(I) Nagarapu et al. applied HClO4-SiO2 for the synthesis of various homoallylic amines. [¹6]

(J) Recently, Shaterian et al. developed a new synthesis for amidoalkyl by the reaction of aryl aldehyde, 2-naphthol, and acetonitrile or acetamide in the presence of HClO4-SiO2. [¹7]

(K) The conversion of cyclic diketones into keto enol ethers was previously carried out by treatment with alcohols in the presence of a catalyst, such as TiCl3, I2, B(C6F5)3, (NH4)2Ce(NO3)6, and Yb(OTf)3. However, the application of an improved heterogeneous catalyst in the preparation of keto enol ethers is felt to be highly useful and practical catalysts. [¹8]

(L) The Pechmann condensation [¹9] is one of the most common procedures for the preparation of coumarin and its derivatives. This method involves the reactions between a phenol and a β-keto ester in the presence of an acidic catalyst. Maheswara et al. applied HClO4-SiO2 under solvent-free conditions to carry out Pechmann condensation. [²0]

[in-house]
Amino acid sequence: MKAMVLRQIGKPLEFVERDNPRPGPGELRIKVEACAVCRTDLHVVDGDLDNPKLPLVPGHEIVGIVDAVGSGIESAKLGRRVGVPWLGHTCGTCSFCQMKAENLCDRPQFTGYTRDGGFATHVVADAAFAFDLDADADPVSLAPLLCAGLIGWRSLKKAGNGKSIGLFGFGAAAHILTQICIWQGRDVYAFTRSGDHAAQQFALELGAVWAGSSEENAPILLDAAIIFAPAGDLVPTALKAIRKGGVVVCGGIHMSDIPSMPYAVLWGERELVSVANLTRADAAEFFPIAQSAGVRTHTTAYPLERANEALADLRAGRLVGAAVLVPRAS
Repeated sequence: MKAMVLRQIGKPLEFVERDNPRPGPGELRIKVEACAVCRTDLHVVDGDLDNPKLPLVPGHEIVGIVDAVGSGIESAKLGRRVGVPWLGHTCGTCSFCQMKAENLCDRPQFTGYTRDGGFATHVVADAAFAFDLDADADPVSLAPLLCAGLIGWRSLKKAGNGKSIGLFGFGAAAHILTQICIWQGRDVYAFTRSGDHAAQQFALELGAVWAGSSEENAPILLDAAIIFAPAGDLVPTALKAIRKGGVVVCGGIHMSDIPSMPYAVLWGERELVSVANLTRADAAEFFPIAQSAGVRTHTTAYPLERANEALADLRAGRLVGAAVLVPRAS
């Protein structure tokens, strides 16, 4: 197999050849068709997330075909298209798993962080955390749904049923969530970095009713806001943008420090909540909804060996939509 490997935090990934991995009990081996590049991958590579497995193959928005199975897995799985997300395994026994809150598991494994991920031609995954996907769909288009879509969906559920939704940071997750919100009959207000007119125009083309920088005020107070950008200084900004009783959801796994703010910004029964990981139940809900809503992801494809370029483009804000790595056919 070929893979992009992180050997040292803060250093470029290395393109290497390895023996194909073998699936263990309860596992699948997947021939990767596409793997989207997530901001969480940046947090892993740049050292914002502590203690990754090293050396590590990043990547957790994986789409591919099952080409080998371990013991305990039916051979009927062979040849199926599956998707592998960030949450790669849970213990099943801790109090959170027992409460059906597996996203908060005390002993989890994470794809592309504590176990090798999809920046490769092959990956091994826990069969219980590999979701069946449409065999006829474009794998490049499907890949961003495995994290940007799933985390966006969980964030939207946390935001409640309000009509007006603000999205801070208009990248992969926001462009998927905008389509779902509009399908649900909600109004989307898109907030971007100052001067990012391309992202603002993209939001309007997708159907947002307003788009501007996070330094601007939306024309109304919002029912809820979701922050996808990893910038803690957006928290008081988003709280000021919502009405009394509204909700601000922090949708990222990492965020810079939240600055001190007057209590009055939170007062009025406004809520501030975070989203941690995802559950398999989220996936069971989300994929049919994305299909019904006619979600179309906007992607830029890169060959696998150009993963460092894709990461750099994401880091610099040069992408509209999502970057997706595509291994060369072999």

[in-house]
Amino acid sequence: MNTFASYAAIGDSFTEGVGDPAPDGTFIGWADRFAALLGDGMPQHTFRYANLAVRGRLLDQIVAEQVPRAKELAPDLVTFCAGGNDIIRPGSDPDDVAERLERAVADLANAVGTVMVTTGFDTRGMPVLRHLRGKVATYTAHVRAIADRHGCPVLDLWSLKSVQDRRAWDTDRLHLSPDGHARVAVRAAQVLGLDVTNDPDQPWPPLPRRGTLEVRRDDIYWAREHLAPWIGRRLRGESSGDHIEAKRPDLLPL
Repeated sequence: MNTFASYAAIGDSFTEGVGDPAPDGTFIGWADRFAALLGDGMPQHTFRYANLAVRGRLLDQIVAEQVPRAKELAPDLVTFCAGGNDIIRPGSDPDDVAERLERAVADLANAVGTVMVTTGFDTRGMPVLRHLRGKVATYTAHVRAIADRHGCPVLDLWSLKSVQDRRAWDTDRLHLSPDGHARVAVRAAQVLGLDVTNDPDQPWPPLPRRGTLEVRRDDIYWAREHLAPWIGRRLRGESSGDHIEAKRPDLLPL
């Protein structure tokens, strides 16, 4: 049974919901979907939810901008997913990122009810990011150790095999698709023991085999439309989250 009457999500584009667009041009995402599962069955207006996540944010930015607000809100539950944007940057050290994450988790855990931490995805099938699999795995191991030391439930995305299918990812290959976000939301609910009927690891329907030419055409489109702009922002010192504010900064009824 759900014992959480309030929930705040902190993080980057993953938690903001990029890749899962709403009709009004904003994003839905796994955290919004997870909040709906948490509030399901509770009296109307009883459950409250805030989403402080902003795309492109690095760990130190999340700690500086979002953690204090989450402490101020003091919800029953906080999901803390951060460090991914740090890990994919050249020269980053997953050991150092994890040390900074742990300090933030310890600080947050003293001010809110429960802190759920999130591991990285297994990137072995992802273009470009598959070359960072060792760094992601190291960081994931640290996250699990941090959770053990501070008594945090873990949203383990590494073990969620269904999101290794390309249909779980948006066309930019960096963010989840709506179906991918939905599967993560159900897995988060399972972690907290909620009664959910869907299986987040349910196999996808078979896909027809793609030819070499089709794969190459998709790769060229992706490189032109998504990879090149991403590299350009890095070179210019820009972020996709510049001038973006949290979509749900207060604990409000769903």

References

  • 1 Ramesh C. Ravindranath N. Das B. J. Org. Chem.  2003,  68:  7101 
  • 2 Tanaka K. Toda F. Chem. Rev.  2000,  100:  1025 
  • 3 Chakraborthi AK. Gulhane R. Chem. Commun.  2003,  1896 
  • 4 Winkler FW. Liebigs Ann. Chem.  1832,  4:  246 
  • 5 Heydari A. Ma¢Mani L. Appl. Organometal. Chem.  2008,  22:  12 
  • 6 Ion RM. Frackowiak D. Planner A. Wiktorowicz K. Acta Biochim. Pol.  1998,  45:  833 
  • 7 Bigdeli MA. Heravi MM. Mahdavinia GH. J. Mol. Catal. A: Chem.  2007,  275:  25 
  • 8 Das B. Kumar DN. Laxminarayana K. Ravikanth B. Helv. Chim. Acta  2007,  90:  1330 
  • 9 Narasimhulu M. Reddy TS. Mahesh KC. Prabhakar P. Rao CB. Venkateswarlu Y. J. Mol. Catal. A: Chem.  2007,  266:  114 
  • 10 Mannich C. Krosche W. Arch. Pharm.  1912,  250:  674 
  • 11 Bigdeli MA. Nemati F. Mahdavinia GH. Tetrahedron Lett.  2007,  48:  6801 
  • 12 Maheswara M. Siddaiah V. Rao YK. Tzeng YM. Sridhar C. J. Mol. Catal. A: Chem.  2006,  260:  179 
  • 13 Modarresi-Alam AR. Khamooshi F. Nasrol-Lahzadeh M. Amirazizi HA. Tetrahedron  2007,  63:  8723 
  • 14 Kantevari S. Bantu R. Nagarapu L. J. Mol. Catal. A: Chem.  2007,  269:  53 
  • 15 Agarwal A. Rani S. Vankar YD. J. Org. Chem.  2004,  69:  6137